@jeanneboyarsky: why defect count not a good metric: "well, you fixed a lot of bugs because you wrote a lot of bugs" #QconNYC

@shanehastie: #qconnyc @matt_sakaguchi Impact of psychological safety of sales team results

@charleshumble: Factors for great teams: 1.Psychological safety, 2.dependability, 3.Structure and clarity, 4.Meaning, 5.Impact…

@shanehastie: #qconnyc @matt_sakaguchi What makes up Psychological Safety Voice - I'm listened to, I trust and am trusted, we're really together

@danielbryantuk: Teams that feel safe are effective (e.g. beat their sales targets). Psychological safety is *vital*…

@jeanneboyarsky: Inclusion is not just inviting all people to the party, but making sure everyone has a good time. The importance of support #QconNYC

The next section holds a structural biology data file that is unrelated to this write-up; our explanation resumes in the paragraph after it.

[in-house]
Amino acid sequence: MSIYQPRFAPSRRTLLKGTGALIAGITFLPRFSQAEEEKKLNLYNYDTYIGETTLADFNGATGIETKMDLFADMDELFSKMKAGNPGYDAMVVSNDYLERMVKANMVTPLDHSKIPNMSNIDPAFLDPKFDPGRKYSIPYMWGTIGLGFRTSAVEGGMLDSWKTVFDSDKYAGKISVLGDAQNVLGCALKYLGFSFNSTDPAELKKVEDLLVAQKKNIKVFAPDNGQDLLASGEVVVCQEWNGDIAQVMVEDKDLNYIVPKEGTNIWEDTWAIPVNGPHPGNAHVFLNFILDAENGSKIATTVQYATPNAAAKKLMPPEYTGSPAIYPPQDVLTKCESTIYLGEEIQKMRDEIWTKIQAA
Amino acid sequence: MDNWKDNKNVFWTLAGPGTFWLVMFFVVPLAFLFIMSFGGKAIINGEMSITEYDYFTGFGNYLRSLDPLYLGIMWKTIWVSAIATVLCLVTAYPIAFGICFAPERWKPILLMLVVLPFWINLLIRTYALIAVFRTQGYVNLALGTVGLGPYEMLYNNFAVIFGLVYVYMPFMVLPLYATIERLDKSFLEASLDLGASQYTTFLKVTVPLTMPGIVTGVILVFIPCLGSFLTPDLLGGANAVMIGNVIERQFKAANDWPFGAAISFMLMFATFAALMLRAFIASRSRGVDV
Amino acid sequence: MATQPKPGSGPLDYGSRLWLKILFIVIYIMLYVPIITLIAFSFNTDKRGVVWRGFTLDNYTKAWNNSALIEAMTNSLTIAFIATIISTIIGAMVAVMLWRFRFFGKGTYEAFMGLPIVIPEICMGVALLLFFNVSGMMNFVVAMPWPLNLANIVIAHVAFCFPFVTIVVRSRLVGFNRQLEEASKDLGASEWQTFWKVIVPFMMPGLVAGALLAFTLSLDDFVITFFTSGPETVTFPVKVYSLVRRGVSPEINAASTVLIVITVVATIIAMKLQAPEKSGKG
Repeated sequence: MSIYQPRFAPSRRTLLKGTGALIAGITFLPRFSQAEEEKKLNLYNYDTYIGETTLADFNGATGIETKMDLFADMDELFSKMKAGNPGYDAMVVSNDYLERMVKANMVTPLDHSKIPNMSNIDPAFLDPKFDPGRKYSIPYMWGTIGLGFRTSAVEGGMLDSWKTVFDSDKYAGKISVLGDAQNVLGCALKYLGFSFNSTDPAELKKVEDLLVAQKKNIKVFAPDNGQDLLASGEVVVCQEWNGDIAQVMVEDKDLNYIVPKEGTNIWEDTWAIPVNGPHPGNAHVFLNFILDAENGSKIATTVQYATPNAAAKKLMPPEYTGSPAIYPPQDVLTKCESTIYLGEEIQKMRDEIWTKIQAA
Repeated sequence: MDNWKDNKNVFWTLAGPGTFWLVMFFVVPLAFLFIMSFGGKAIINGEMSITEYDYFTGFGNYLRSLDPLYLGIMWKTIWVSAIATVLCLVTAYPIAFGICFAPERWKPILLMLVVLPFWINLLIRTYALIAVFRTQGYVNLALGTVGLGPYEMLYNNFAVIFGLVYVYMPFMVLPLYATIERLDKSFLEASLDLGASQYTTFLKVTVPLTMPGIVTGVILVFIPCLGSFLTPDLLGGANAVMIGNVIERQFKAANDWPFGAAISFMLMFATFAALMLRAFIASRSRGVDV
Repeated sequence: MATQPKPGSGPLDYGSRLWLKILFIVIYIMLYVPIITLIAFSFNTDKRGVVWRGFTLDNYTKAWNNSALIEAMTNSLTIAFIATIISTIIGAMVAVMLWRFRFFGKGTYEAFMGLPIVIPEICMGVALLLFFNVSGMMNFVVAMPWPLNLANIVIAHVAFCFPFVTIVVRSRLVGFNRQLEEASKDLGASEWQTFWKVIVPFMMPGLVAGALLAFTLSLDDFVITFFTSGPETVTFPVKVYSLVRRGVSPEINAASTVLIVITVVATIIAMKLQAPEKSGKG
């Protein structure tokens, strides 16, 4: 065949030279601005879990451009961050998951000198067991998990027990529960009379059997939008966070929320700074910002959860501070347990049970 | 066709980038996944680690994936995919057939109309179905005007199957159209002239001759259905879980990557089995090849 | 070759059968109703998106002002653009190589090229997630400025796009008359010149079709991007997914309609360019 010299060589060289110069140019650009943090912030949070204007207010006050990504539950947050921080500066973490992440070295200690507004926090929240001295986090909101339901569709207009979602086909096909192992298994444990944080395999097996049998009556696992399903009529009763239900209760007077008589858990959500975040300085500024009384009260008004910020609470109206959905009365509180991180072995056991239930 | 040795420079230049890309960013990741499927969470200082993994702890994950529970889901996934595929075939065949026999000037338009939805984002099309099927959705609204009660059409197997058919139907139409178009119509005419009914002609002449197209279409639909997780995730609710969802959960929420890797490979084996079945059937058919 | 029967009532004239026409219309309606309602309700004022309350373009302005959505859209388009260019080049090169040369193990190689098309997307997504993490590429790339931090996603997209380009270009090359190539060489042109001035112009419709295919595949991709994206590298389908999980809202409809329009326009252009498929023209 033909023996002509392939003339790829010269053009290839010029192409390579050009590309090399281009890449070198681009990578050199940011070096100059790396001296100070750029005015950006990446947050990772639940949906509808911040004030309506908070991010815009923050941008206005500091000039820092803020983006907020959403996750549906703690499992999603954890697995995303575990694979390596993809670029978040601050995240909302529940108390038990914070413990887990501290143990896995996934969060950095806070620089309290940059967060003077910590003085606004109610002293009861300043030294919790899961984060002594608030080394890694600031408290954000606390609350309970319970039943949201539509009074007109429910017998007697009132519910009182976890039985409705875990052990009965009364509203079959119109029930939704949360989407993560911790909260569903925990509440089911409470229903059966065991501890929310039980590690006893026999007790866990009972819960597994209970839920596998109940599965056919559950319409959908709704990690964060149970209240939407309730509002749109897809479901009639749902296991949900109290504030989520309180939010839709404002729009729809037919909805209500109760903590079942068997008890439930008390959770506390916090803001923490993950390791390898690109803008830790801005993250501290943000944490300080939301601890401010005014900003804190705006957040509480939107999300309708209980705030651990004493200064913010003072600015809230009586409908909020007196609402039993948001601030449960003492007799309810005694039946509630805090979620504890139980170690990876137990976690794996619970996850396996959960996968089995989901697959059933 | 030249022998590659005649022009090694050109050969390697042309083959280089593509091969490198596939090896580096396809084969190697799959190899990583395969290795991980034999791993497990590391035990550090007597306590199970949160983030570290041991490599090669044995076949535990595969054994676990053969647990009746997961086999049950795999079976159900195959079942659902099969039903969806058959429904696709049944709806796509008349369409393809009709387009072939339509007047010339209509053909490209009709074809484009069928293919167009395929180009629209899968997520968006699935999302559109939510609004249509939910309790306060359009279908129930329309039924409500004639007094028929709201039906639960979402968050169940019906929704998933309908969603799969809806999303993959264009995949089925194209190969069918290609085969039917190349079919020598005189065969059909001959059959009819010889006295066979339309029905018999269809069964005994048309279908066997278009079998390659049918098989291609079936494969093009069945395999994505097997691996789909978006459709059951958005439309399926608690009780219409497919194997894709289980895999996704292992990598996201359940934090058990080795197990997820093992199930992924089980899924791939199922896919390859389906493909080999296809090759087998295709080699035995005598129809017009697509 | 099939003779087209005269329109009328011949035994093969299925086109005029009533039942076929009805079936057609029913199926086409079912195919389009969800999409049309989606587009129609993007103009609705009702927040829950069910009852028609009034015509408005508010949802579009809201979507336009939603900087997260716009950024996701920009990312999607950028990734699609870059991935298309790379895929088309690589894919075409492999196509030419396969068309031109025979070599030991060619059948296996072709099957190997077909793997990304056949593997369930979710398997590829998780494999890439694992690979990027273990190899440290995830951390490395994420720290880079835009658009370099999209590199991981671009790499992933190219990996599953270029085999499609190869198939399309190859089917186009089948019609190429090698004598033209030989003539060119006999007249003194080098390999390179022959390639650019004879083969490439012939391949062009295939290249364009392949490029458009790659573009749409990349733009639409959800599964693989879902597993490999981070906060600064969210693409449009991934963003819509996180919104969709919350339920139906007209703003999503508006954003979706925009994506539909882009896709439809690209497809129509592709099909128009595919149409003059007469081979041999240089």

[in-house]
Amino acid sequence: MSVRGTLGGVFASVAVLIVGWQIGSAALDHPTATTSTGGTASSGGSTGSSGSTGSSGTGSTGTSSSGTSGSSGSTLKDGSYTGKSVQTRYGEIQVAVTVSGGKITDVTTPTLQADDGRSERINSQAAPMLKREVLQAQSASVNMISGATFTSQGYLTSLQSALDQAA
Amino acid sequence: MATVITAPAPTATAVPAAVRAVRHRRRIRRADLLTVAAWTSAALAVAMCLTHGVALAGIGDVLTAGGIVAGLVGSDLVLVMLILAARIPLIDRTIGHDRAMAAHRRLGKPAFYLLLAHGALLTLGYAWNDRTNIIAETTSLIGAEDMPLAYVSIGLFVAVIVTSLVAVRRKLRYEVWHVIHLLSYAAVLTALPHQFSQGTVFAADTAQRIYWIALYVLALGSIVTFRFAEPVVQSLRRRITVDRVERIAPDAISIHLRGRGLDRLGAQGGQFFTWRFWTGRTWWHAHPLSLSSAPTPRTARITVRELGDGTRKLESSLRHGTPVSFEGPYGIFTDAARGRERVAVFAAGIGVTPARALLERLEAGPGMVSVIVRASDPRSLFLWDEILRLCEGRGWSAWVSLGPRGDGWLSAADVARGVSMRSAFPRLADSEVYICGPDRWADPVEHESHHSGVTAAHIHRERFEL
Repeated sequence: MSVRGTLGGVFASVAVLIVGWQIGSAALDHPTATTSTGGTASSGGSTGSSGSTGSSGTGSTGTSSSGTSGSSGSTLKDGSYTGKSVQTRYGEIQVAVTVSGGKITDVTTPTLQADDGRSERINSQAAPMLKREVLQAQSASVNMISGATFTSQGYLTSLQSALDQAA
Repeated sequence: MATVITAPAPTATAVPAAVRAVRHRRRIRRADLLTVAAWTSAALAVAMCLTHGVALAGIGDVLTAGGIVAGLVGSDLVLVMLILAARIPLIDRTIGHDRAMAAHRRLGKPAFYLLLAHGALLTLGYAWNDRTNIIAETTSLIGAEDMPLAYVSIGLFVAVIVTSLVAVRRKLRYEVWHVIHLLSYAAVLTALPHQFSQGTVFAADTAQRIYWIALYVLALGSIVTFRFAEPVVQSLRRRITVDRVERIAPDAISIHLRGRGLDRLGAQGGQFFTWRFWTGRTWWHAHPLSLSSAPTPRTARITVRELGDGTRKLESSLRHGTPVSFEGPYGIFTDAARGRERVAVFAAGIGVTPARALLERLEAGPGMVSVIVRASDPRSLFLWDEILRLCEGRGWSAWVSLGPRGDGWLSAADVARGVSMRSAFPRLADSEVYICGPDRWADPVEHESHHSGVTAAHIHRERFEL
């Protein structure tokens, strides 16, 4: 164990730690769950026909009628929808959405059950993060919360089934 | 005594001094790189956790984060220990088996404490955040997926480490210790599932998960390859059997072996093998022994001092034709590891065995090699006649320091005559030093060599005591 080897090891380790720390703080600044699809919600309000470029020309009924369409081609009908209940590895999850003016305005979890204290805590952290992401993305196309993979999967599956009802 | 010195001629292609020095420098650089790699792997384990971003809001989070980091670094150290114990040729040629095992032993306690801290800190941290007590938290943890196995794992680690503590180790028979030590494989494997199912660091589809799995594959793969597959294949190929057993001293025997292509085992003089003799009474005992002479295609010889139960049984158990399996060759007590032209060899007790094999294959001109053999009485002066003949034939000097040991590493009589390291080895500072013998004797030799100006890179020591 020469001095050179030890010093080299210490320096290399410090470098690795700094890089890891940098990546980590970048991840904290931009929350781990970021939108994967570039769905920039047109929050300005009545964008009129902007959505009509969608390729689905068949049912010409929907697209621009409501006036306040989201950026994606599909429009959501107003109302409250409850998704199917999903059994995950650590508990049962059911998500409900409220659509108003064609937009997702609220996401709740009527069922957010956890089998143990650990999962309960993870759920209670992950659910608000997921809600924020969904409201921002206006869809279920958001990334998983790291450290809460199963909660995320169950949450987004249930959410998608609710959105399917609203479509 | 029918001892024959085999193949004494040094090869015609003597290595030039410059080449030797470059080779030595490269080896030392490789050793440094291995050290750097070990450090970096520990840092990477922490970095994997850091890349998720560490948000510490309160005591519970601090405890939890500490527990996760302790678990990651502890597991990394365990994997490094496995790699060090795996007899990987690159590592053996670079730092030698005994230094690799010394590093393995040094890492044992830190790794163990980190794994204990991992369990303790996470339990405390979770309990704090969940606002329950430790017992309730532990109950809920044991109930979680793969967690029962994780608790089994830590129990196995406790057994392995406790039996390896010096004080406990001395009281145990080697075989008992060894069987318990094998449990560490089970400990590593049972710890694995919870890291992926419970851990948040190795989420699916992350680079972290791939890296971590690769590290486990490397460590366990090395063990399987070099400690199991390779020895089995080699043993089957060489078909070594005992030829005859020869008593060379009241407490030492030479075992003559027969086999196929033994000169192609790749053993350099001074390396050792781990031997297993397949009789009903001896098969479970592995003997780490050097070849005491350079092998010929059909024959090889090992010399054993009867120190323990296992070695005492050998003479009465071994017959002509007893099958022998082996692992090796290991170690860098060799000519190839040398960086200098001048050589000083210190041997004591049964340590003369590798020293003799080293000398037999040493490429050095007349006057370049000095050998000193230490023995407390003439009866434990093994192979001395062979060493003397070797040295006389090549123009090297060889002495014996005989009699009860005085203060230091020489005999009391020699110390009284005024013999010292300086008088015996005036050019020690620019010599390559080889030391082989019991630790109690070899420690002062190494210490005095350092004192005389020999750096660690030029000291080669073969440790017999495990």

@charleshumble: Set the tome for psychological safety: 1. Frame work as a series of learning problems, not execution problems. @matt_sakaguchi #qconnyc

@charleshumble: Set the tome for psychological safety: 2.Model curiosity and ask more questions. 3. Admit your own fallibility.@matt_sakaguchi #qconnyc

@msheldon83: Be willing to ask "dumb" questions. There are probably others wondering the same thing. #QConNYC

@charleshumble: Parting thoughts - What are the top 3 things you enjoy doing outside of work. Prioritize those things. @matt_sakaguchi #qconnyc

@msheldon83: Every meeting should start with the question: "How can we make this work?" #QConNYC

Tracks & Talks

Architectures You've Always Wondered About

IoT and Edge Compute at Chick-Fil-A

Ryan Harbison attended this session: